FIG. 9: GM1-agonist antibodies protect mouse Schwannoma cells against hydrogen peroxide toxicity.

FIG. 10: GM1-agonist antibodies protect human neuroblastoma cells against hydrogen peroxide toxicity.

DETAILED DESCRIPTION OF THE INVENTION

The present invention relates to a method of inducing a therapeutic effect in an animal, for example, a mammal, and derives from the realization that antibodies can be used to facilitate, rather than inhibit or block, the biological functions necessary for achieving the effect sought. Key to at least one embodiment of the present invention are the facts that growth factors and other biological molecules that interact with cell surface receptors can be mimicked by antibodies and that such antibodies can be used in therapy to replace or supplement the biologically active molecule that they mimic. The present invention thus relates to a novel method of using immunoglobulins as agonists. In view of the immense potential of the mammalian immune system to produce immunoglobulins (more than 100 million being possible), the invention should find application in virtually all fields of medical science.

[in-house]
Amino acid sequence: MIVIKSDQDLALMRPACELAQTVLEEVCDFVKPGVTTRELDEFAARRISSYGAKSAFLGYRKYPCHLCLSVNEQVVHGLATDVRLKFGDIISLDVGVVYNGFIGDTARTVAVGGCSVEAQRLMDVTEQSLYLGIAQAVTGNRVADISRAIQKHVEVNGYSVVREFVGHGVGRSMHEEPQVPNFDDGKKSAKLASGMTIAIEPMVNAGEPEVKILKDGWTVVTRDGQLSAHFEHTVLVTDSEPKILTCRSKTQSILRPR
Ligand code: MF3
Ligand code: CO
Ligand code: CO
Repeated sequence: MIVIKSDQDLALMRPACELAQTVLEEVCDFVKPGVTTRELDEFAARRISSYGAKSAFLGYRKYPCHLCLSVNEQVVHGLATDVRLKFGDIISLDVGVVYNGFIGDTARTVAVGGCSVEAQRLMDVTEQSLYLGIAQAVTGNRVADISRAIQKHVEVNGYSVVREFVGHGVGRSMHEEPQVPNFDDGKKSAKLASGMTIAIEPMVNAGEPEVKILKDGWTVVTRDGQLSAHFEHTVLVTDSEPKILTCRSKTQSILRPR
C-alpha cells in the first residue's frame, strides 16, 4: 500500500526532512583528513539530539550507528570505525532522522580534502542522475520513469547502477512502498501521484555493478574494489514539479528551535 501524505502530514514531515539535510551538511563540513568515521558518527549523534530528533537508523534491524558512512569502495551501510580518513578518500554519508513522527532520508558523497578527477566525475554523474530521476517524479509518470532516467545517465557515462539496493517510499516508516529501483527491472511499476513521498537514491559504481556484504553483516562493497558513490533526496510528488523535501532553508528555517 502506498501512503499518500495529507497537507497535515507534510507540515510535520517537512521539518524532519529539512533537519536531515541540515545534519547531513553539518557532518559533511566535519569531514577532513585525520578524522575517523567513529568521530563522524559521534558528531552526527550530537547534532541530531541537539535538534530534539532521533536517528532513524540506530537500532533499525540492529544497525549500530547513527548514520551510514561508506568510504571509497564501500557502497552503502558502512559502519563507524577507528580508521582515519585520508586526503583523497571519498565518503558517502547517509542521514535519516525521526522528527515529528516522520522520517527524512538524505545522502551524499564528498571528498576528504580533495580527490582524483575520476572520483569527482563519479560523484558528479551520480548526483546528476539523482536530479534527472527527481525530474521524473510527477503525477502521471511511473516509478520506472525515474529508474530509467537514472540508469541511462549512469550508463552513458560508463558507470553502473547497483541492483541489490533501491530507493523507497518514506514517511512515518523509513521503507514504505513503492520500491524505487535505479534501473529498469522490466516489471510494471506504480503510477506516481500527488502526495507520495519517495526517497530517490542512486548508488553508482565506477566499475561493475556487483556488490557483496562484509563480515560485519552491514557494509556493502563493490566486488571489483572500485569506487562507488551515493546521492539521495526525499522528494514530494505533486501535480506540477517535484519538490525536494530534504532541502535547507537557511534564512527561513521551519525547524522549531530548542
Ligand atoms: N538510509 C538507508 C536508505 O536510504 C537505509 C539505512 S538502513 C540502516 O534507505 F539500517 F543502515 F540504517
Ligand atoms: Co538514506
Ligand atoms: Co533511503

Antibodies suitable for use in the present invention include anti-idiotypic antibodies, that is, antibodies that recognize the binding site of another antibody, the idiotype. An anti-idiotype, which is complementary to the idiotypic binding site, has structural homology to the original epitope on the antigen against which the idiotype is raised (FIG. 1).

The present invention results, at least in part, from the observation that anti-idiotypic monoclonal antibodies to the ganglioside GM1 are capable of inducing effects that mimic those associated with GM1. GM1 is known to enhance neuronal survival and axon growth, to provide protection from ischemia, glutamate toxicity, trauma and stroke, and to facilitate the action of various neurotropic factors and adhesion molecules. Although the mechanism by which GM1 exerts its effects is uncertain, one possibility is that GM1 binds to membrane protein receptors which, in turn, leads to second messenger activation.

The GM1 anti-idiotypic antibodies of the invention mimic GM1 in that they bind to and activate GM1 receptors and, through activation of a tyrosine kinase second messenger system, facilitate neuronal survival, adhesion and neurite growth.